I got a bit lazy on posting studies so here it goes again. At the moment I try to do a study before I start working. While working I usually have reference - images up so that way I am also doing studies and straight apply them.
I kinda study all over the place, so it doesn't get boring. I also don't have a set approach for doing a study. Sometimes I start with line, thinking about the masses in 3D space, sometimes I so a contur-drawing where I am more concerned with the 2D shape of the object in the image. I found that doing both only helps getting a clearer image in my mind of the object. I did that with the chainsaw and it really helped to fix the forms of the saw in my mind. Should start doing that on anatomy soon.
With colors I recently felt like I had a breakthrough. I read about how impressionists mix there color on the canvas by placing them next to each other in small dots. I tried that with watercolor and was really happy with the result. It wasn't super realistic, although some areas in the picture gained a lot by the addition of color but they were way more pleasant to look at. usually my water color studies are pretty grey in brown and I am not at a point where I say I like them. But with the new technique they are prettier and the end-result is at least nice looking. Trying that in photoshop was also a success to me, because it gave my painting a new vibrance. I tried it on the environment study and was quite happy with the way it turned out.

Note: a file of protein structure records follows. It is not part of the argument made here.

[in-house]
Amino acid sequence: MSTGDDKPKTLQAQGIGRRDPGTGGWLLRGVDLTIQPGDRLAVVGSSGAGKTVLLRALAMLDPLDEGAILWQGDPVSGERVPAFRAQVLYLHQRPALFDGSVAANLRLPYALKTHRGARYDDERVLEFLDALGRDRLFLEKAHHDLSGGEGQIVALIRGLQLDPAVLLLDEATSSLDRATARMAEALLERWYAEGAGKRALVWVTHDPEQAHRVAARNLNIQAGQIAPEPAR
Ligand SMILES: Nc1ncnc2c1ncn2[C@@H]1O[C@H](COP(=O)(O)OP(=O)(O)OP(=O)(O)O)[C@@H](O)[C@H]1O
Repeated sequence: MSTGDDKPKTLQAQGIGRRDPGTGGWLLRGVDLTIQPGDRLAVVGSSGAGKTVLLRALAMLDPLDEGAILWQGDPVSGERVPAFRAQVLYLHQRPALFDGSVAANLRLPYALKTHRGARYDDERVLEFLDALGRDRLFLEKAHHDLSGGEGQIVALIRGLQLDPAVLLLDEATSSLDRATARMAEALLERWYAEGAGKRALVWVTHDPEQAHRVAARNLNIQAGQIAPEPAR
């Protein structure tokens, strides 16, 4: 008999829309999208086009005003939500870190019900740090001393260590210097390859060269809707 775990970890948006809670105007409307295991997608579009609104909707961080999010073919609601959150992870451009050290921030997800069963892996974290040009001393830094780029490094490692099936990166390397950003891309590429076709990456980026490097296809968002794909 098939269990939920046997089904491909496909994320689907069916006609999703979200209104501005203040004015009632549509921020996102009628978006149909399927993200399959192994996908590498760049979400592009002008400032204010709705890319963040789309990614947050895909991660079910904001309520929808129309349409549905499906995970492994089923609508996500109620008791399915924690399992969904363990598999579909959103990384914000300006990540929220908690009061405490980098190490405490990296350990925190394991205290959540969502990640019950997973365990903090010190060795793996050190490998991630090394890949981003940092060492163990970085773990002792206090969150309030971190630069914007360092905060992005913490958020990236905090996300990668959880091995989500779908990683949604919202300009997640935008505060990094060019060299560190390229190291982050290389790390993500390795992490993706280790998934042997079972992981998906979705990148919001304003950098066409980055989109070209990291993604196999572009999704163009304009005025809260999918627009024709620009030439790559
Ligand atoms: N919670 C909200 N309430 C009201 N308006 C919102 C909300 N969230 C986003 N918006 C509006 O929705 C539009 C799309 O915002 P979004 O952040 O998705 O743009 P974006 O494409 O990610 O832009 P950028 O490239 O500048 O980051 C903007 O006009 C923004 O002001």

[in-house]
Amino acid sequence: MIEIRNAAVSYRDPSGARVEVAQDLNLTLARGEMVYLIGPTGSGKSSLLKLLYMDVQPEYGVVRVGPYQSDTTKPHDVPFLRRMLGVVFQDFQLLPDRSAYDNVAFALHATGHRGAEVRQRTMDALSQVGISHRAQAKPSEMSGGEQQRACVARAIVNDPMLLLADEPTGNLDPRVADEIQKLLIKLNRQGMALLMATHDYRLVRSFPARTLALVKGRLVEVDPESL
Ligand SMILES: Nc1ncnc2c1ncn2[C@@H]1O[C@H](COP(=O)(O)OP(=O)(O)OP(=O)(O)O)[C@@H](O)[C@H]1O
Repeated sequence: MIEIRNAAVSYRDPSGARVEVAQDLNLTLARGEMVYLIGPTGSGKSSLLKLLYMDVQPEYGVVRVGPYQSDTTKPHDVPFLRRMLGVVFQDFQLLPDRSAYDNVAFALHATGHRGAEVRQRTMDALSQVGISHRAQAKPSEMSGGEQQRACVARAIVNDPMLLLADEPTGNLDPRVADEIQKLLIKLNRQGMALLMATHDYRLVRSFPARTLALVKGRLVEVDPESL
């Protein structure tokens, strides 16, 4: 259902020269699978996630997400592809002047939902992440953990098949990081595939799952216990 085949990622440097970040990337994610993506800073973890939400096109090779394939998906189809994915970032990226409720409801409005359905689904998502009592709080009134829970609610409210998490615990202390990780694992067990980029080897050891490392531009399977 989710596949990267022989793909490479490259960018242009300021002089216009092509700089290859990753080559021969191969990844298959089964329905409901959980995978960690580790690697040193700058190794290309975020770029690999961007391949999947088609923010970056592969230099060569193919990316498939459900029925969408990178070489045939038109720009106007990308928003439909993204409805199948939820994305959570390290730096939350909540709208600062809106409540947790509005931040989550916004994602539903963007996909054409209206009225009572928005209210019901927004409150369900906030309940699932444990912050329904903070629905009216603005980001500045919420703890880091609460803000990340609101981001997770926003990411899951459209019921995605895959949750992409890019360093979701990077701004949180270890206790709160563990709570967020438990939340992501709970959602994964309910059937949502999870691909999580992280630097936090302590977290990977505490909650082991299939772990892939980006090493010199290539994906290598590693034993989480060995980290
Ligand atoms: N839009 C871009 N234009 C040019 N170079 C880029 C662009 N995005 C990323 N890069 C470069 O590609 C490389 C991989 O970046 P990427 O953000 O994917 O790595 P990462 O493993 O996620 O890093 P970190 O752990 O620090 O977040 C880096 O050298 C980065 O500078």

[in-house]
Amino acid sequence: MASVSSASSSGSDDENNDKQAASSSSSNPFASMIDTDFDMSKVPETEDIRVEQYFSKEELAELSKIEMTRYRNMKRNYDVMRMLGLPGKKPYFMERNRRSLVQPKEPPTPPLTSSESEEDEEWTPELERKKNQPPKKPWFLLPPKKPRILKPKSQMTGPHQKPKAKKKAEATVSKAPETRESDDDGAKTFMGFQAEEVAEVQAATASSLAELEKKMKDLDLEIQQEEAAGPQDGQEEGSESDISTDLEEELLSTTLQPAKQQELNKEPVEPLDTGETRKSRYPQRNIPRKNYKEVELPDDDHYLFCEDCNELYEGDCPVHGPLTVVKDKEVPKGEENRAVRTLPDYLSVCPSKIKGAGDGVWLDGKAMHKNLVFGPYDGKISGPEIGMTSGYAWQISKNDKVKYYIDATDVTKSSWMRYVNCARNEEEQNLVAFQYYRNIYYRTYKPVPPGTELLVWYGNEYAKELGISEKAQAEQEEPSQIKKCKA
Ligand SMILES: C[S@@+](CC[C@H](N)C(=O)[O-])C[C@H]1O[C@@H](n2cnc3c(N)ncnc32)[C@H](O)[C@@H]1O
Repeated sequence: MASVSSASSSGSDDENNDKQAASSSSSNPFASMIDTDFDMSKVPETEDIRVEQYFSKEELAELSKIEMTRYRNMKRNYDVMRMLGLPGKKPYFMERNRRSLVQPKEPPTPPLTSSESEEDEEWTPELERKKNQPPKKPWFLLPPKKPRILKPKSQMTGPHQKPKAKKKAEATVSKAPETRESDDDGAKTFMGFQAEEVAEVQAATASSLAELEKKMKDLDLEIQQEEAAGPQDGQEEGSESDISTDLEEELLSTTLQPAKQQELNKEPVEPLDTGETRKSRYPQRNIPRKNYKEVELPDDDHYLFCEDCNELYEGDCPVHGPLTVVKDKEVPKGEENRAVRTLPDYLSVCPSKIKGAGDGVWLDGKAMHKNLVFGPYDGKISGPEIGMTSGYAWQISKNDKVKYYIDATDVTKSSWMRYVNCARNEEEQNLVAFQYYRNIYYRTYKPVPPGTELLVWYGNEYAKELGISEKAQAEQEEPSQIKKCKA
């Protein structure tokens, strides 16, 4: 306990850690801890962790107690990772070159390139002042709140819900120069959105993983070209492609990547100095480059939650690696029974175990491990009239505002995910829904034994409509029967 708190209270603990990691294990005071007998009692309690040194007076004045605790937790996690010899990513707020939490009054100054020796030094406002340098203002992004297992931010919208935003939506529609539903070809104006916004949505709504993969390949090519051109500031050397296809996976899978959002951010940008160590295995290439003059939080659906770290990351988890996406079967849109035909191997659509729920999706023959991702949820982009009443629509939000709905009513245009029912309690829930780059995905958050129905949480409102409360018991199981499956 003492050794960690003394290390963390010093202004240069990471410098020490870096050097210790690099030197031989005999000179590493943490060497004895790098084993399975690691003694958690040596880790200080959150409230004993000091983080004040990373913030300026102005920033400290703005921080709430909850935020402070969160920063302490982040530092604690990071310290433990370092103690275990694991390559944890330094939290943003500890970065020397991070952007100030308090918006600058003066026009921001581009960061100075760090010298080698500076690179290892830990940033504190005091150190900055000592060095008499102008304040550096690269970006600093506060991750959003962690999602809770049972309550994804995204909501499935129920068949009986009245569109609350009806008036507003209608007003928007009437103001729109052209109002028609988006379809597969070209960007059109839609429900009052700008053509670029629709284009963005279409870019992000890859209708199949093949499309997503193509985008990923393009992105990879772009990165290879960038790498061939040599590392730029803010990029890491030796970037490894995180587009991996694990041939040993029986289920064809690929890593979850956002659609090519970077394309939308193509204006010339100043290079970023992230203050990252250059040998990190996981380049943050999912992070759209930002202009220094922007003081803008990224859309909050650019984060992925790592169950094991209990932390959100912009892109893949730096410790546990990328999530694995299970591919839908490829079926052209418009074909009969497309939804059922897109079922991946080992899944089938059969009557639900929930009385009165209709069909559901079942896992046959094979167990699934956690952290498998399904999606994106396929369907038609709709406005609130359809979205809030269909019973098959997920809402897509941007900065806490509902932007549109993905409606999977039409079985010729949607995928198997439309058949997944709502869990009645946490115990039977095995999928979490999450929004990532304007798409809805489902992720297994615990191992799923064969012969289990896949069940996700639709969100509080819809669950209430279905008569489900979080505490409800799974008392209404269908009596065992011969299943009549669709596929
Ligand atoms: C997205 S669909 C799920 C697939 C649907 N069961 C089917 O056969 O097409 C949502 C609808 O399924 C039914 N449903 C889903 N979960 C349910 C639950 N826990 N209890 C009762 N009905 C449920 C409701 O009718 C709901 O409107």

The way I did it was taking really saturated colors and when I wanted to desaturate them I mixed them with their complementary colors. That way I got colorful greys. Also when I thought I saw a color somewhere, like say a bit of red in the grass I put a saturated red there and blended it with the green until I was happy with the result.
Give it a go and tell me how you liked it.
Another thing is that my friend Milan told me about the book "The practice and science of drawing" by Harold Speed and that it's awesome and I should read it. But instead of reading I found a audio-book version of it over here: http://www.loyalbooks.com/book/The_Practice_and_Science_of_Drawing_by_Harold_Speed
It is interesting to listen to, especially in the beginning where he talks about artistic sense but also the later chapters about line, mass and rythm. Sometimes it isn't easy to follow, since it is a) quite old and therefor the wording is not up to date and b) it is read by a robotic, female voice that doesn't stop for anything. I guess I have to go back to some chapters, but it is great for a first overview of the book.
So yeah, have a nice one.